Officials: No new school taxes
Grand County, Colorado
GRANBY – Local policy-makers concerned about the school budget crisis resolved to hold off on any attempts to raise taxes for schools in Grand County, citing bad timing with anti-tax measures on the November ballot.
A 13-person roundtable of policy-makers and concerned citizens gathered at the Granby Town Hall last week to discuss the possibility of a countywide or towns-specific sales-tax question for the November ballot to support the school district, which faces at least $2 million in budget cuts during the next two years.
Other funding instruments discussed included a special-district tax that could boost school finances or the possibility of towns funneling general-fund money to schools through a neutral organization.
East Grand School District Superintendent Nancy Karas discussed another possibility: An increase in the district’s ability to collect property-tax funds on top of the district’s per-pupil calculation from the state.
Right now, the East Grand district collects about $2.1 million in overrides that were approved by voters in the 1990s when state legislation such as the TABOR Act worsened schools’ financial situations.
Per state law, the East Grand District has functioned with a 20 percent property-tax cap over and above what the state calculates the district can collect. District officials could ask voters for almost $500,000 more before the district bumps up against that ceiling.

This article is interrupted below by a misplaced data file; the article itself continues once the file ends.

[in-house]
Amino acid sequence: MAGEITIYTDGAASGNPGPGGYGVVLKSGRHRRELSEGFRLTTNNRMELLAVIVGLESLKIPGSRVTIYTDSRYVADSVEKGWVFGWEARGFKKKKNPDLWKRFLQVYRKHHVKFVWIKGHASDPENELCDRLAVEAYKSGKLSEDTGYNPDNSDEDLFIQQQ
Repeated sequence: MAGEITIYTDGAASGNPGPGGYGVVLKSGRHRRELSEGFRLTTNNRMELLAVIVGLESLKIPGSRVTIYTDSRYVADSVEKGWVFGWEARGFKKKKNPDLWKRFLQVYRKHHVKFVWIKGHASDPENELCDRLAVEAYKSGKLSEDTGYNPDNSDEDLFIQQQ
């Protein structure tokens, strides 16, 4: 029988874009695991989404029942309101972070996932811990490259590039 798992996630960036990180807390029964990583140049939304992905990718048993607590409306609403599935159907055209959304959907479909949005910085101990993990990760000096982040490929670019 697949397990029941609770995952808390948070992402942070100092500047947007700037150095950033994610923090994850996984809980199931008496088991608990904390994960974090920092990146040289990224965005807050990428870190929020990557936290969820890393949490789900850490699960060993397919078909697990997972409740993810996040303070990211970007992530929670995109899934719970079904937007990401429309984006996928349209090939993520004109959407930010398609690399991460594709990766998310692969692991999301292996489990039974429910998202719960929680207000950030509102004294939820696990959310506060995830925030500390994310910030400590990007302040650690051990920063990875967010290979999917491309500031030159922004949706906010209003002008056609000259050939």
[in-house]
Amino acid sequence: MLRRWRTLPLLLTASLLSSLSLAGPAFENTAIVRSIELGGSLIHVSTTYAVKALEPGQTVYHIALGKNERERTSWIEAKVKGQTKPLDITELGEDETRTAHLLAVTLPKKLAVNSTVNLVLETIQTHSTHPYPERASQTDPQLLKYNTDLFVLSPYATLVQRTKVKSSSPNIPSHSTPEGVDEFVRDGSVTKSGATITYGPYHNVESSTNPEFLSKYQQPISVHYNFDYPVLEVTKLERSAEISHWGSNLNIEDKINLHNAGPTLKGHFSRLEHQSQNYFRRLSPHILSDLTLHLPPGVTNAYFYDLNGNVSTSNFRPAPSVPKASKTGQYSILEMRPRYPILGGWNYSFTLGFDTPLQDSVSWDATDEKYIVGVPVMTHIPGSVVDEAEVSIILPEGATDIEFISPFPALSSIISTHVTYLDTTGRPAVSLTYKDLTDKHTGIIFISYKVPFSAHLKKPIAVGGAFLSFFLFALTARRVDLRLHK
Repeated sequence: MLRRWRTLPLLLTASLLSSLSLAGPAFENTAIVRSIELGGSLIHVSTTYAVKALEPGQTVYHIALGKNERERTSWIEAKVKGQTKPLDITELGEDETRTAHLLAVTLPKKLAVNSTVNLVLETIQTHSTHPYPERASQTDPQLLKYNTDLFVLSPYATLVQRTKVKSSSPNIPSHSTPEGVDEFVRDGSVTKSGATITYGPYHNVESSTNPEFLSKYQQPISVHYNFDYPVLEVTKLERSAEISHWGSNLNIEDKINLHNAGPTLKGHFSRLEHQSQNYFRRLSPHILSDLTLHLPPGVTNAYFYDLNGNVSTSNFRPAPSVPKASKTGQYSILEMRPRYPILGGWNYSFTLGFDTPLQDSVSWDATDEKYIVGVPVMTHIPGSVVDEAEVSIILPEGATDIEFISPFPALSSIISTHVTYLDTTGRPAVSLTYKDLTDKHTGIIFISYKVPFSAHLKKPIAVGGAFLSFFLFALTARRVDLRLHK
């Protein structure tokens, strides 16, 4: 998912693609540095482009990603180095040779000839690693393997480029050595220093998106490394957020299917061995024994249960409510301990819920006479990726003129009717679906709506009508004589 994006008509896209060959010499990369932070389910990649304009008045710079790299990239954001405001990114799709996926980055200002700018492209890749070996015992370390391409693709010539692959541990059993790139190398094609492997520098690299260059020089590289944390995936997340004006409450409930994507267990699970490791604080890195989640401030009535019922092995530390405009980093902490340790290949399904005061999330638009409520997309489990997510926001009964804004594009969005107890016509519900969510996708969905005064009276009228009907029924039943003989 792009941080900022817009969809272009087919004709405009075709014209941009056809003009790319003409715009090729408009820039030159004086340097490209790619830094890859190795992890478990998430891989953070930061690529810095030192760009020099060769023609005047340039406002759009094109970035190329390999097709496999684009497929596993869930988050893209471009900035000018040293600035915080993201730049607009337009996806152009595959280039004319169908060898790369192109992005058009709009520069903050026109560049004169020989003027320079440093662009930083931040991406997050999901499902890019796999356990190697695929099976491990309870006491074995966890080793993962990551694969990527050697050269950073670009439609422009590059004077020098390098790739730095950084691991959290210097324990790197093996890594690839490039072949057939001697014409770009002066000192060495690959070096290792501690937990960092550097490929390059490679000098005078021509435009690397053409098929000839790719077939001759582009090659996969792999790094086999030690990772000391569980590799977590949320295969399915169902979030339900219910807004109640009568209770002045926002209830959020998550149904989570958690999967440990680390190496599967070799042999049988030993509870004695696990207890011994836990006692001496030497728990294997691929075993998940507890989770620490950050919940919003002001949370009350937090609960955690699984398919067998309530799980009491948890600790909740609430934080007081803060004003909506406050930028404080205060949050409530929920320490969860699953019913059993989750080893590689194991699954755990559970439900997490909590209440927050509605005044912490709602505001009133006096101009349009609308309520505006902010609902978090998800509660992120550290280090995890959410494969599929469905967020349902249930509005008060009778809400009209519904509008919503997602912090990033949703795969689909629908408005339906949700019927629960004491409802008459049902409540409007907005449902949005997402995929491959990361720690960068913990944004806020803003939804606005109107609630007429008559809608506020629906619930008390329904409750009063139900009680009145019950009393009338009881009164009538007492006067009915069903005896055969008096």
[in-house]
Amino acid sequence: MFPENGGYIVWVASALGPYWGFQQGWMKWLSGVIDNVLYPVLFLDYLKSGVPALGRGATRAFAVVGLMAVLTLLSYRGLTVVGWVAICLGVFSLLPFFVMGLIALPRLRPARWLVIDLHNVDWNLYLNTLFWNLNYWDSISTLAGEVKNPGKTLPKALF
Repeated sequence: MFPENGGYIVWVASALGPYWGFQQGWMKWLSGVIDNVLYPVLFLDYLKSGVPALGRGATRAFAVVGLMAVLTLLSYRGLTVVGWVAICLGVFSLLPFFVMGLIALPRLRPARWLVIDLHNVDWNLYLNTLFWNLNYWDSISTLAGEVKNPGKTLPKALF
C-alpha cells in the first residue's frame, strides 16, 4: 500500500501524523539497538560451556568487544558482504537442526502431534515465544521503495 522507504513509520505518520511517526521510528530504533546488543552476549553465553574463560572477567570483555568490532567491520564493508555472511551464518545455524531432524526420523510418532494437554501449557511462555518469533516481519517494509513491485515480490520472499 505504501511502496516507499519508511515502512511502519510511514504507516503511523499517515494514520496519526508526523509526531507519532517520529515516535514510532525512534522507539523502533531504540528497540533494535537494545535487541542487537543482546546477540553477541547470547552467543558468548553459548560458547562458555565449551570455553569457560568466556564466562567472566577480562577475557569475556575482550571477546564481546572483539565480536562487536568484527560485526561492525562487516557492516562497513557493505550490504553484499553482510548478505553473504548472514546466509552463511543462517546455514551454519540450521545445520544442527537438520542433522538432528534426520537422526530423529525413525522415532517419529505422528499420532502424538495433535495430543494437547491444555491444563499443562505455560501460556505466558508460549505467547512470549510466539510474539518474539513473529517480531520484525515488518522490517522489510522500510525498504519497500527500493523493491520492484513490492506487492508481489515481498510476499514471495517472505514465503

In light of the state’s budget crisis, recent legislation has raised that buffer to 25 percent, causing East Grand School District officials to ponder whether the timing was right to ask voters if the district could increase its override to 25 percent. With more voter approvals, that could max out at an additional $492,000 to the district.
But East Grand Superintendent Nancy Karas and School Board President Tom Sifers told local policy-makers that the timing isn’t ideal, that putting a tax question on the ballot alongside three anti-tax measures made them nervous.
Amendments 60 and 61 and Proposition 101 have public officials worried, with stringent limits on tax revenue collections and the ability for governments to borrow. County and town officials are saying that if the measures are passed, citizens may experience drastic cuts in school finance and government services, such as road maintenance and improvements.
“If any one of those pass, we’re in trouble,” Karas said.
Karas leaned toward not putting the 25 percent override question on the ballot.
“I’m nervous about bogging down the ballot,” she said. “We don’t want to be the reason 60, 61 and 101 pass.”
Convinced by District officials that “holes are plugged” at East Grand schools – that “the ship is not sinking,” Karas said – local policy-makers opted to hold off contemplation of any sales tax or property tax solution.
Karas outlined that the district has a three- to five-year strategic development plan. In the last few months, the district has gained $300,000 in grants to help move that plan forward, she said.
“We will provide a solid education,” Karas said. “I really want you guys to know, that we are sound. We made good solid decisions that our children are not going to suffer from this round of cuts. We’re going to be fine. We have a good plan in place, and it’s funded, and we have a balanced budget. So as long as nothing takes our feet out from under us next year, we are going to be OK. And it will give us time to see what’s going to happen at the state.”
But if state education funding continues to deteriorate in the not-so-distant future, everyone agreed, alternative funding to the district may be needed.
– Tonya Bina can be reached at 970-887-3334 ext. 19603 or e-mail email@example.com.
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